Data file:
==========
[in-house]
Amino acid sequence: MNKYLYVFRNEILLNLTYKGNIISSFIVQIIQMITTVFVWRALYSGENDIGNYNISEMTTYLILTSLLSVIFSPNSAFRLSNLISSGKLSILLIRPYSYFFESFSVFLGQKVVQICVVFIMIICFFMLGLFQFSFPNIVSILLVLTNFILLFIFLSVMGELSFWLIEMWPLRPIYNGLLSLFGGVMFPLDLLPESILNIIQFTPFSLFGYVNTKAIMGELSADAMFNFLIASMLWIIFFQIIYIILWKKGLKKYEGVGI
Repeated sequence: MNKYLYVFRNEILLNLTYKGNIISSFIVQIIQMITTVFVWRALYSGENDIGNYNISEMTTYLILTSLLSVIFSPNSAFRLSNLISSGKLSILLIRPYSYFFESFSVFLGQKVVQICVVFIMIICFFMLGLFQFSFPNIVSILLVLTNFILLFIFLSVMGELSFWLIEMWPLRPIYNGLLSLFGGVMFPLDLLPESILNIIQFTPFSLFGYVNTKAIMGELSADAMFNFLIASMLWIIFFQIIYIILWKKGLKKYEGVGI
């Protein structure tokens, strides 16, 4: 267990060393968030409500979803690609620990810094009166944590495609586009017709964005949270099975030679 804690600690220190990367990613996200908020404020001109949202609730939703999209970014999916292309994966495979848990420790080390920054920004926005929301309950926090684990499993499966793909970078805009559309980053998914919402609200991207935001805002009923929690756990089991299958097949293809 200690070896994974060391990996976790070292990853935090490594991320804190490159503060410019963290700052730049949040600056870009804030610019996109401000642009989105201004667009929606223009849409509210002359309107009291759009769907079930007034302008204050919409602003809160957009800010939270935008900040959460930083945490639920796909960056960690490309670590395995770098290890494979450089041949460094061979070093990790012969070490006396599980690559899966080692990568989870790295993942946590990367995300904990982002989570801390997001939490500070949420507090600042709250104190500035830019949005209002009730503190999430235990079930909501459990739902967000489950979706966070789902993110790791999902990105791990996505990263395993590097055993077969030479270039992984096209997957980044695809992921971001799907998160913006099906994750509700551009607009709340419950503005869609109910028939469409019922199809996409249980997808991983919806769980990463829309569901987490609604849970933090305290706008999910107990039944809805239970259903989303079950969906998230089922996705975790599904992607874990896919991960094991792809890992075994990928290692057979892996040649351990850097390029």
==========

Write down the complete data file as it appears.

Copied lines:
[in-house]
Amino acid sequence: MNKYLYVFRNEILLNLTYKGNIISSFIVQIIQMITTVFVWRALYSGENDIGNYNISEMTTYLILTSLLSVIFSPNSAFRLSNLISSGKLSILLIRPYSYFFESFSVFLGQKVVQICVVFIMIICFFMLGLFQFSFPNIVSILLVLTNFILLFIFLSVMGELSFWLIEMWPLRPIYNGLLSLFGGVMFPLDLLPESILNIIQFTPFSLFGYVNTKAIMGELSADAMFNFLIASMLWIIFFQIIYIILWKKGLKKYEGVGI
Repeated sequence: MNKYLYVFRNEILLNLTYKGNIISSFIVQIIQMITTVFVWRALYSGENDIGNYNISEMTTYLILTSLLSVIFSPNSAFRLSNLISSGKLSILLIRPYSYFFESFSVFLGQKVVQICVVFIMIICFFMLGLFQFSFPNIVSILLVLTNFILLFIFLSVMGELSFWLIEMWPLRPIYNGLLSLFGGVMFPLDLLPESILNIIQFTPFSLFGYVNTKAIMGELSADAMFNFLIASMLWIIFFQIIYIILWKKGLKKYEGVGI
């Protein structure tokens, strides 16, 4: 267990060393968030409500979803690609620990810094009166944590495609586009017709964005949270099975030679 804690600690220190990367990613996200908020404020001109949202609730939703999209970014999916292309994966495979848990420790080390920054920004926005929301309950926090684990499993499966793909970078805009559309980053998914919402609200991207935001805002009923929690756990089991299958097949293809 200690070896994974060391990996976790070292990853935090490594991320804190490159503060410019963290700052730049949040600056870009804030610019996109401000642009989105201004667009929606223009849409509210002359309107009291759009769907079930007034302008204050919409602003809160957009800010939270935008900040959460930083945490639920796909960056960690490309670590395995770098290890494979450089041949460094061979070093990790012969070490006396599980690559899966080692990568989870790295993942946590990367995300904990982002989570801390997001939490500070949420507090600042709250104190500035830019949005209002009730503190999430235990079930909501459990739902967000489950979706966070789902993110790791999902990105791990996505990263395993590097055993077969030479270039992984096209997957980044695809992921971001799907998160913006099906994750509700551009607009709340419950503005869609109910028939469409019922199809996409249980997808991983919806769980990463829309569901987490609604849970933090305290706008999910107990039944809805239970259903989303079950969906998230089922996705975790599904992607874990896919991960094991792809890992075994990928290692057979892996040649351990850097390029």